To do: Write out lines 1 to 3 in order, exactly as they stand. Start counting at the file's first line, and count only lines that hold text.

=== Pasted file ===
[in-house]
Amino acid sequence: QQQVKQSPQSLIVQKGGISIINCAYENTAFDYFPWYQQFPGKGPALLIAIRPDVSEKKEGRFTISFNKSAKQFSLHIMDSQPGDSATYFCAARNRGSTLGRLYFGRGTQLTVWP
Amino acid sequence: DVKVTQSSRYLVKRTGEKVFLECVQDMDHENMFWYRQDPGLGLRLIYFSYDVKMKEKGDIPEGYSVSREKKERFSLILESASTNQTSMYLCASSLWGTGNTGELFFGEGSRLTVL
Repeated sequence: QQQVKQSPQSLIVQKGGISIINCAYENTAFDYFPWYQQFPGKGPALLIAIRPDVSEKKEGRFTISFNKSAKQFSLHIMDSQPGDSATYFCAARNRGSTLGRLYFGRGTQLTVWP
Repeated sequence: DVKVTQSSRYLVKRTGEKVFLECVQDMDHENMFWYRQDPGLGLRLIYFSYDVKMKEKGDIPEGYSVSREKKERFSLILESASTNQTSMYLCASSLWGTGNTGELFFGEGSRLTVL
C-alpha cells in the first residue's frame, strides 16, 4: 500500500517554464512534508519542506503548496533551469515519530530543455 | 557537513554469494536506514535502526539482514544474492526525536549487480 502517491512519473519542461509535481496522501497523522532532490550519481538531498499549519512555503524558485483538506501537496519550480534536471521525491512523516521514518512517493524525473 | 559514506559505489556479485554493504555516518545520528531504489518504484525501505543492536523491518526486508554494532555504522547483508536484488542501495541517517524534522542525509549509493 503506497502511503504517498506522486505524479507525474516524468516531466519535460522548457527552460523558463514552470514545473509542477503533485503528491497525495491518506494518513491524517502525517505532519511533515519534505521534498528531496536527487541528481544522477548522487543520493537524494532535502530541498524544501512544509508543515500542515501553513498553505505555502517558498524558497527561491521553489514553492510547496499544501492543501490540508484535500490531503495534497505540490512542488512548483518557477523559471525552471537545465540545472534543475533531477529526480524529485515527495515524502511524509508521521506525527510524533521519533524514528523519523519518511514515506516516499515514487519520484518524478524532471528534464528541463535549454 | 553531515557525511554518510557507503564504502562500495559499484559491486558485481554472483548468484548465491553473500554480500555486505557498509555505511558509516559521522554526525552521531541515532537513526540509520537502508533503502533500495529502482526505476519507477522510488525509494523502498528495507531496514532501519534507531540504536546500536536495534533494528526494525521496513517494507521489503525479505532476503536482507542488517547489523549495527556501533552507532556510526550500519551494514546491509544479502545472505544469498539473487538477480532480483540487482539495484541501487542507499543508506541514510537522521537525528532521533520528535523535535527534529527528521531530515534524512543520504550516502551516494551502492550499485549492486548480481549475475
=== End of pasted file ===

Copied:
[in-house]
Amino acid sequence: QQQVKQSPQSLIVQKGGISIINCAYENTAFDYFPWYQQFPGKGPALLIAIRPDVSEKKEGRFTISFNKSAKQFSLHIMDSQPGDSATYFCAARNRGSTLGRLYFGRGTQLTVWP
Amino acid sequence: DVKVTQSSRYLVKRTGEKVFLECVQDMDHENMFWYRQDPGLGLRLIYFSYDVKMKEKGDIPEGYSVSREKKERFSLILESASTNQTSMYLCASSLWGTGNTGELFFGEGSRLTVL